Regular readers of the BikeX newsletter may recall the beautiful restoration of a 1930s Rudge-Whitworth. This stunning relic of bicycle history was revitalized thanks to this month’s Volunteer of the Month, David Kamp. In addition to lovingly bringing this historic bicycle back to life, David has been an integral part of BikeX during the pandemic by repairing numerous take-home bicycle projects, getting broken carbon frames repaired, and most recently, overhauling dozens of pedals. David has a fascinating background outside of BikeX. Read on to learn more about the endurance athlete and tireless mechanic.
Thanks for all of your hard work, David!
How did you get involved with SVBE?
A colleague, a long-time volunteer at BikeX, encouraged my participation.
What keeps you coming back?
The mission of SVBE, providing bicycles to those in need, is my motivation.
Which bike stands out as the most memorable, or your favorite?
Some salvage work on Raleigh 3-speeds kept me occupied for a bit longer than anticipated.
What’s your favorite bike tool?
The 3-way Allen wrench is always available in the front pocket of my shop apron.
What is your background in cycling? And on wrenching on bikes?
At my tender age of 3, my mother asked what I was doing. "Fixing" was my answer. At the time I think it was "fixing" the pots and pans in the kitchen. Years later I moved on to bicycles, then a Model A Ford, a Ford flathead V8, '51 Chevy, '55 Chevy, '53 MGTD, a Caddy, a Chrysler Hemi V8, a BMW 2002, and when there were no longer carburetors or points in distributors I went back to bicycles.
Stripping down Schwinn single-speed balloon tire bikes and racing the neighborhoods was an early life sport. We would lube the bearings with Vaseline because we believed it to be better because it was colorless.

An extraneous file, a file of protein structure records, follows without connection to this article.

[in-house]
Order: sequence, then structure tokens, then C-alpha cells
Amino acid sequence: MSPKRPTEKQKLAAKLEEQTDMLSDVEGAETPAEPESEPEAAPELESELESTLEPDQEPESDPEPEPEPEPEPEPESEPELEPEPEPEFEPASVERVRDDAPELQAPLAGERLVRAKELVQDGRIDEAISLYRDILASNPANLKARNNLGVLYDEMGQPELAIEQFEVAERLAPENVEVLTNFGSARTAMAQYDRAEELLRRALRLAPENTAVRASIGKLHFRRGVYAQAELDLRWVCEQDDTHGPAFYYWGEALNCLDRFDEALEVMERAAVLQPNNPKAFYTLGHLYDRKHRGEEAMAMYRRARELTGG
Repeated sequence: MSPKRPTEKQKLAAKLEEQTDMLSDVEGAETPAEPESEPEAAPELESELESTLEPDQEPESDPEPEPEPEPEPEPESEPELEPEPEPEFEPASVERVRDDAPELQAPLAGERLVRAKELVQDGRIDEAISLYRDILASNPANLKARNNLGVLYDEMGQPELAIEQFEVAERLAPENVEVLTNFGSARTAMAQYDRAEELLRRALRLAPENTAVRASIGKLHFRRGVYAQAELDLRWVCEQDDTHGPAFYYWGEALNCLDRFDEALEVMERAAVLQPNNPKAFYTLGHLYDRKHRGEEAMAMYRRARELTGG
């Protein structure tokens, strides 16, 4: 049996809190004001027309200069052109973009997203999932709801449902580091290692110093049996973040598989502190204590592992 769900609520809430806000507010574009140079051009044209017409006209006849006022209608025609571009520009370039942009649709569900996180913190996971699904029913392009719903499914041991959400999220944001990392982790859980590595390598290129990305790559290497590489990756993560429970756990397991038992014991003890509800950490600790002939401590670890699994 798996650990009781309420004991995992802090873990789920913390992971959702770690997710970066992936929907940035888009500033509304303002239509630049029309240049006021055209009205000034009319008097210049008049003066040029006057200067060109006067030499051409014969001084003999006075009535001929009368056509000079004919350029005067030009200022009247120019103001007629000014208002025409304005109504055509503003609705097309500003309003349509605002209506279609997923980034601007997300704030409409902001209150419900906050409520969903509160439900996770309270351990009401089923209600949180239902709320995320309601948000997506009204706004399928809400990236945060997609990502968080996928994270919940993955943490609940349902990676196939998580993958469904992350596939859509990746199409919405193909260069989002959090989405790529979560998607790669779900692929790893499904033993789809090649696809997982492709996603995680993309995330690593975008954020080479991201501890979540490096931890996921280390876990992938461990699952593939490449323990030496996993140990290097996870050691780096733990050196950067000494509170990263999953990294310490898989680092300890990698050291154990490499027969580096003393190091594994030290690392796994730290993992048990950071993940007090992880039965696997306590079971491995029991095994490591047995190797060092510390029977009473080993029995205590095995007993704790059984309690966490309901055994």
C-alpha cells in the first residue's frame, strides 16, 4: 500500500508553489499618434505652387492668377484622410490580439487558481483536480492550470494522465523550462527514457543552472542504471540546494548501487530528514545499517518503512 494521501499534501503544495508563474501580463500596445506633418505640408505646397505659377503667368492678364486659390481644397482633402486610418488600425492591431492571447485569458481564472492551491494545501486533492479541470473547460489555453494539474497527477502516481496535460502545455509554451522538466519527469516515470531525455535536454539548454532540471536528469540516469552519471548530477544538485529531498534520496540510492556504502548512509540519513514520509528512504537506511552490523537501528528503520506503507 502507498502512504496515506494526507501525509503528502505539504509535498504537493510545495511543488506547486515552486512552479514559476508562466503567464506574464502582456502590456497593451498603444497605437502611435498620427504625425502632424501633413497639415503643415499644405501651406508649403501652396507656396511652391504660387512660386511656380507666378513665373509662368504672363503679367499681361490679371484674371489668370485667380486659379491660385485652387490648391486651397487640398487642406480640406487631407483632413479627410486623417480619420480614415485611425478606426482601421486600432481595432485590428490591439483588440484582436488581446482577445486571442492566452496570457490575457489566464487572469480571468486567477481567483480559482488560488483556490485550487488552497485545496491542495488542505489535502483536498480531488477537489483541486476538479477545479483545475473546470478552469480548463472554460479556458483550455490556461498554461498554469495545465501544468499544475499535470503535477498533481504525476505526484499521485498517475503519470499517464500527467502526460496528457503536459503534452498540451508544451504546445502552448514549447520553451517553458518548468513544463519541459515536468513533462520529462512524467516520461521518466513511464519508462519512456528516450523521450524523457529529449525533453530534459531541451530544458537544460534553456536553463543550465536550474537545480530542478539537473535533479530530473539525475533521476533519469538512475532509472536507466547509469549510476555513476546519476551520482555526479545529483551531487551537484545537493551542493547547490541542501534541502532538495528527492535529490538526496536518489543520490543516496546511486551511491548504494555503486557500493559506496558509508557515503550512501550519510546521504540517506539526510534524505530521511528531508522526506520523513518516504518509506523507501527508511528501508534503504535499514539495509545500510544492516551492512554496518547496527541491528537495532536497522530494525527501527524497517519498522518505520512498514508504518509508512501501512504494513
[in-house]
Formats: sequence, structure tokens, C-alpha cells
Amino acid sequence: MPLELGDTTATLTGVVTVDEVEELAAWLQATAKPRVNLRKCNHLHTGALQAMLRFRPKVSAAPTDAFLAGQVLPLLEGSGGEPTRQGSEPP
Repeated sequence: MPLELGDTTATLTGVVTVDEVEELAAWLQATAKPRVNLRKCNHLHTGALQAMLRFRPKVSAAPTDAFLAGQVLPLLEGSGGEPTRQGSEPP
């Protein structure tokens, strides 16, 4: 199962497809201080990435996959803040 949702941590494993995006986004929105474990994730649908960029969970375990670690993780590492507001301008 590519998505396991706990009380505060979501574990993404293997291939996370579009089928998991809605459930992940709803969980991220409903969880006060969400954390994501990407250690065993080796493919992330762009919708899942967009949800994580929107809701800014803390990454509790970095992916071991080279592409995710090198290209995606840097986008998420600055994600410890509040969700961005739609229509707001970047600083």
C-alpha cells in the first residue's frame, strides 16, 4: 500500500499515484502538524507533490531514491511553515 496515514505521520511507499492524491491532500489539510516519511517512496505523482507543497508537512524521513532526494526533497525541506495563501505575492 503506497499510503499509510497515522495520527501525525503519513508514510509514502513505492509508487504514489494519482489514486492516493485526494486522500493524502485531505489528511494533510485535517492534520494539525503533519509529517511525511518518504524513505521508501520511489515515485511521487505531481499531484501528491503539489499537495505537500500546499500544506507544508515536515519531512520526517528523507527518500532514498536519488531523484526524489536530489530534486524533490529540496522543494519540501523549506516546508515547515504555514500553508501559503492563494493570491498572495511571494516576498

In graduate school, I purchased a 3-speed commuter used for $10 in 1970. I then bought a new $95 Peugeot AO-8 for commuting and sport cycling—the UO-8 with QR skewers was way too much at $100—remember the '70s bike boom? Being a bit compulsive, I serviced everything, including the bottom bracket bearings, annually, so it was likely the best maintained old Peugeot in Oregon. When I put alloy wheels on the old Peugeot and summited Mt Eden Road for the first time I thought I had conquered L'Alpe d'Huez, which my wife and I have summited several times since on our tandem.
I have owned and always commuted on various bikes, including mountain bikes, road bikes, fixies, a first tandem from 1983 by Jeff Lyon and of course now a carbon tandem and a "gravel bike." Modern bikes are definitely worth the expense. My part-time job, aside from SVBE, is at Campus Bike Shop at Stanford.
What can you share about your personal or family bike collection?
Oh my. Three tandems: a 1983 Jeff Lyon, a 1997 Santana which is for sale, and a 2008 Calfee which we ride 3-4 times a week and use for touring; A Lynskey Ti road bike, a Norco carbon gravel bike, a classic 1997 Fisher Hoo-Koo-E-Koo mountain bike, a vintage Mondia and a vintage Motobecane Jubilee, both awaiting restoration.
What have you learned since volunteering with SVBE?
The need has never been greater for bicycles for people who need basic transportation and recreation.
What has been the most interesting problem to deal with?
Keith, the former owner of Campus Bike Shop, took me step-by-step through the overhaul of a Sturmey Archer 3-speed internal gear hub. I might remember a few of the steps. The engineering in a multi-speed hub is amazing. "Pedals" is my latest obsession: disassemble, clean, lube and adjust; a very satisfying evening activity. A perfect pedal is a beautiful thing.
Pre-injury and pre-pandemic, you'd spend almost the whole weekend on your bike competing in brevets. What events have you participated in, and what draws you to them?